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Cell Death Dis. 2019 Feb 8;10(2):114. doi: 10.1038/s41419-019-1392-9.

Defective proteostasis in celiac disease as a new therapeutic target.

Maiuri L1,2, Villella VR3, Piacentini M4,5, Raia V6, Kroemer G7,8,9,10,11,12.

Author information

1
Department of Health Sciences, University of Eastern Piedmont, Novara, Italy. luigi.maiuri@gmail.com.
2
European Institute for Research in Cystic Fibrosis, San Raffaele Scientific Institute, Milan, Italy. luigi.maiuri@gmail.com.
3
European Institute for Research in Cystic Fibrosis, San Raffaele Scientific Institute, Milan, Italy.
4
Department of Biology, University of Rome "Tor Vergata", Rome, Italy.
5
National Institute for Infectious Diseases IRCCS 'L. Spallanzani', Rome, Italy.
6
Department of Translational Medical Sciences, Pediatric Unit, Regional Cystic Fibrosis Center, Federico II University Naples, Naples, Italy.
7
Equipe11 labellisée Ligue Nationale contrele Cancer, Centre de Recherche des Cordeliers, Paris, France. kroemer@orange.fr.
8
INSERM U1138, Centre de Recherche des Cordeliers, Paris, France. kroemer@orange.fr.
9
Université Paris Descartes, Paris, France. kroemer@orange.fr.
10
Metabolomics and Cell Biology Platforms, Institut Gustave Roussy, Villejuif, France. kroemer@orange.fr.
11
Pôle de Biologie, Hôpital Européen Georges Pompidou, AP-HP, Paris, France. kroemer@orange.fr.
12
Department of Women's and Children's Health, Karolinska Institute, Karolinska University Hospital, Stockholm, 17176, Sweden. kroemer@orange.fr.

Abstract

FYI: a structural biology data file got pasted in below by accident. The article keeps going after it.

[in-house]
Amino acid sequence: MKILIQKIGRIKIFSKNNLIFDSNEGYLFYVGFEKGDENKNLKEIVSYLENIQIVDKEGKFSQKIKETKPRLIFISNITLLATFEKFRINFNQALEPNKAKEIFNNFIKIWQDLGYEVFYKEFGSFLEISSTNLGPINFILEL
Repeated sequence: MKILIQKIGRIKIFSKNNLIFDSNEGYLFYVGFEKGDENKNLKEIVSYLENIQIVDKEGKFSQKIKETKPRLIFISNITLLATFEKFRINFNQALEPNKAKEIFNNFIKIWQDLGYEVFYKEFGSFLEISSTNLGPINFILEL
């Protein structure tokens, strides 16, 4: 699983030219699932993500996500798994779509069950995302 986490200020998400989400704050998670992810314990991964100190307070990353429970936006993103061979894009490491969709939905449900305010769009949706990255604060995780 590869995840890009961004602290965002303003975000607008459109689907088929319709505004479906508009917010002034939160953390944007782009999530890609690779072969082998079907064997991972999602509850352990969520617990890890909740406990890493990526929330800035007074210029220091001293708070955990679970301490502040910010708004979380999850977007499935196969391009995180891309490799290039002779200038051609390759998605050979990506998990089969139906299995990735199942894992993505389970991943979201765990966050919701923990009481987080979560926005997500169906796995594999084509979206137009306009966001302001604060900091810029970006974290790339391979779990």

Cystic fibrosis (CF) is a disease caused by loss-of-function mutations affecting the CF transmembrane conductance regulator (CFTR), a chloride channel. Recent evidence indicates that CFTR is inhibited by a gluten/gliadin-derived peptide (P31-43), causing an acquired state of CFTR inhibition within the gut that contributes to the pathogenesis of celiac disease (CD). Of note, CFTR inhibition does not only cause intra- and extracellular ion imbalances but also affects proteostasis by activating transglutaminase-2 (TGM2) and by disabling autophagy. These three phenomena (CFTR inhibition, TGM2 activation, and autophagy impairment) engage in multiple self-amplifying circuitries, thus forming an "infernal trio". The trio hinders enterocytes from returning to homeostasis and instead locks them in an irreversible pro-inflammatory state that ultimately facilitates T lymphocyte-mediated immune responses against another gluten/gliadin-derived peptide (P57-68), which,upon deamidation by activated TGM2, becomes fully antigenic. Hence, the pathogenic protein gliadin exemplifies a food constituent the exceptional immunogenicity of which arises from a combination of antigenicity (conferred by deaminated P57-68) and adjuvanticity (conferred by P31-43). CF can be treated by agents targeting the "infernal trio" including CFTR potentiators, TGM2 inhibitors, and autophagy enhancers. We speculate that such agents may also be used for CD therapy and indeed could constitute close-to-etiological treatments of this enteropathy.

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